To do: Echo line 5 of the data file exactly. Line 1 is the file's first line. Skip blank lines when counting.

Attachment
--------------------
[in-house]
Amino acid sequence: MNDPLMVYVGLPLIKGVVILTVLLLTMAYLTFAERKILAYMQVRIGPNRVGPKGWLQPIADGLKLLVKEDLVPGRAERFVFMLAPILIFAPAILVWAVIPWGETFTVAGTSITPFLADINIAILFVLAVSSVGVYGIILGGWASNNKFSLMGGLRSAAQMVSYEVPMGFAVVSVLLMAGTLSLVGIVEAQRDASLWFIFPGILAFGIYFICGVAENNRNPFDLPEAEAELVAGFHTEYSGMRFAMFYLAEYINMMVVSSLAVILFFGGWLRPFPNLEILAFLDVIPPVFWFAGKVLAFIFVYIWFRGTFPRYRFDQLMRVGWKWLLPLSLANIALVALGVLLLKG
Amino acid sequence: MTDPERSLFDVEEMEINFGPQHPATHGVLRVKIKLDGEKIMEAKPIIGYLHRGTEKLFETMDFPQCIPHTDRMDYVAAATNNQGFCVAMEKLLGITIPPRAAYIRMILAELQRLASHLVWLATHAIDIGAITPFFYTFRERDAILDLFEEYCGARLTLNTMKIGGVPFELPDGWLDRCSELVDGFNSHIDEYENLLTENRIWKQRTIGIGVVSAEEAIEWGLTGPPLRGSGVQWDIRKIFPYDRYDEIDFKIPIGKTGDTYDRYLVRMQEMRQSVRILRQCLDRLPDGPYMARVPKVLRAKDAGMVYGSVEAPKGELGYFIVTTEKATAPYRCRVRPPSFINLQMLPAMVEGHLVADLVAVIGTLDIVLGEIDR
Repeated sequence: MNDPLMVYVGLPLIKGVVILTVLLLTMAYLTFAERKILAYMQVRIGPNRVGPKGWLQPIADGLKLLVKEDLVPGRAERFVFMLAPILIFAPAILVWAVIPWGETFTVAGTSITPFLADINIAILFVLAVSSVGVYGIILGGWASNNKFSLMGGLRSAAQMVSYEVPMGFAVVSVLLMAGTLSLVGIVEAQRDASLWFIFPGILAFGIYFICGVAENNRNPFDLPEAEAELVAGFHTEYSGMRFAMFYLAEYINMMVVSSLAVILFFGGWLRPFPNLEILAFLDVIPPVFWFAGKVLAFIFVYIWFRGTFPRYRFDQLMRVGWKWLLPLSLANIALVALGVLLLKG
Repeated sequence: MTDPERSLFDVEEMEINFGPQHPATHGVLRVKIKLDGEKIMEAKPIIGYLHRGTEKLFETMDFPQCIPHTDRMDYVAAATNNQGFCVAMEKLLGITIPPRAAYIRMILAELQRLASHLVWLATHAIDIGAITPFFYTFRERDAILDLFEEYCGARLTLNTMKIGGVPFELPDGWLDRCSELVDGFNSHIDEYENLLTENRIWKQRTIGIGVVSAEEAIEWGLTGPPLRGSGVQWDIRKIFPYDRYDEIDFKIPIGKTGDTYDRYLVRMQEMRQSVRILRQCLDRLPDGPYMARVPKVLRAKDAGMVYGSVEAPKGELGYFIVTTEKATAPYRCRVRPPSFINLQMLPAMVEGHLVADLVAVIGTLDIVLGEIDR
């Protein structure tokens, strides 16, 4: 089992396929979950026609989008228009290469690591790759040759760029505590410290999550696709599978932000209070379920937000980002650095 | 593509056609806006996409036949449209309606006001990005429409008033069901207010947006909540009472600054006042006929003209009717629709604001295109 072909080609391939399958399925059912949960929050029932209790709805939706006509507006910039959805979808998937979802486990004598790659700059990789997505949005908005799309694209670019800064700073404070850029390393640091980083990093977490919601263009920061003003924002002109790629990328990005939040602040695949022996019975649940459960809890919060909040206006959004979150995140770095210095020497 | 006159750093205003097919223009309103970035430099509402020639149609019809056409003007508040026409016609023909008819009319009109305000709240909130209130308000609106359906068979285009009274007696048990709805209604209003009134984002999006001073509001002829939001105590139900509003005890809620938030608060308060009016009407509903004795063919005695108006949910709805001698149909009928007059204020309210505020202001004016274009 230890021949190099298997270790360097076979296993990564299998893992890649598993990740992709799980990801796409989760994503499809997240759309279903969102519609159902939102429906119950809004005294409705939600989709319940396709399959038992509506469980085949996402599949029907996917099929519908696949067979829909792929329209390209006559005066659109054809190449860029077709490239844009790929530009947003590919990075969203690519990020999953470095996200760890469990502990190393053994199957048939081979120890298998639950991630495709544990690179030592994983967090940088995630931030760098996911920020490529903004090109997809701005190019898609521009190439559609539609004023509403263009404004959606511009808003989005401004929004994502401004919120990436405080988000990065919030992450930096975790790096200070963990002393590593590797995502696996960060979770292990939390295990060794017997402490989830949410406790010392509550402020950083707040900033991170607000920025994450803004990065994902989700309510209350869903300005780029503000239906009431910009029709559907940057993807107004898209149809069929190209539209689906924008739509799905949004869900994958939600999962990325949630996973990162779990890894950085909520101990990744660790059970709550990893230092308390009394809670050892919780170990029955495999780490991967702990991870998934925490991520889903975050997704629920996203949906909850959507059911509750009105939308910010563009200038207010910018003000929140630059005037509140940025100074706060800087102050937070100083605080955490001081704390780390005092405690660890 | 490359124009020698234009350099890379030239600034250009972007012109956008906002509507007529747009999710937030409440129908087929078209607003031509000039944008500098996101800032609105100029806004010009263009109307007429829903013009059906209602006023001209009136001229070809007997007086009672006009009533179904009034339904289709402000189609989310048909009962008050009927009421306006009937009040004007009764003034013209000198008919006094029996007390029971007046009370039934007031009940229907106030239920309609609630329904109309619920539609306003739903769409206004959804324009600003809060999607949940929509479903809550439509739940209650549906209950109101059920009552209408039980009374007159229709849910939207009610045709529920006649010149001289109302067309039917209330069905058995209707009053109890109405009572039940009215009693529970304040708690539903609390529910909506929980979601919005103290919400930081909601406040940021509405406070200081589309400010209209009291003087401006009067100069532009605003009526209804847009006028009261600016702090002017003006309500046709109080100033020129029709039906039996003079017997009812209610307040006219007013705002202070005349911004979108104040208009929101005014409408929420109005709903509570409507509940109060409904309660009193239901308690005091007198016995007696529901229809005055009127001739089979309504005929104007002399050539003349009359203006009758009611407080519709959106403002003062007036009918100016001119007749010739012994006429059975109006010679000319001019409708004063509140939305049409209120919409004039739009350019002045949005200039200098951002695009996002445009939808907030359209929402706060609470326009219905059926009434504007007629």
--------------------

Repeated sequence: MTDPERSLFDVEEMEINFGPQHPATHGVLRVKIKLDGEKIMEAKPIIGYLHRGTEKLFETMDFPQCIPHTDRMDYVAAATNNQGFCVAMEKLLGITIPPRAAYIRMILAELQRLASHLVWLATHAIDIGAITPFFYTFRERDAILDLFEEYCGARLTLNTMKIGGVPFELPDGWLDRCSELVDGFNSHIDEYENLLTENRIWKQRTIGIGVVSAEEAIEWGLTGPPLRGSGVQWDIRKIFPYDRYDEIDFKIPIGKTGDTYDRYLVRMQEMRQSVRILRQCLDRLPDGPYMARVPKVLRAKDAGMVYGSVEAPKGELGYFIVTTEKATAPYRCRVRPPSFINLQMLPAMVEGHLVADLVAVIGTLDIVLGEIDR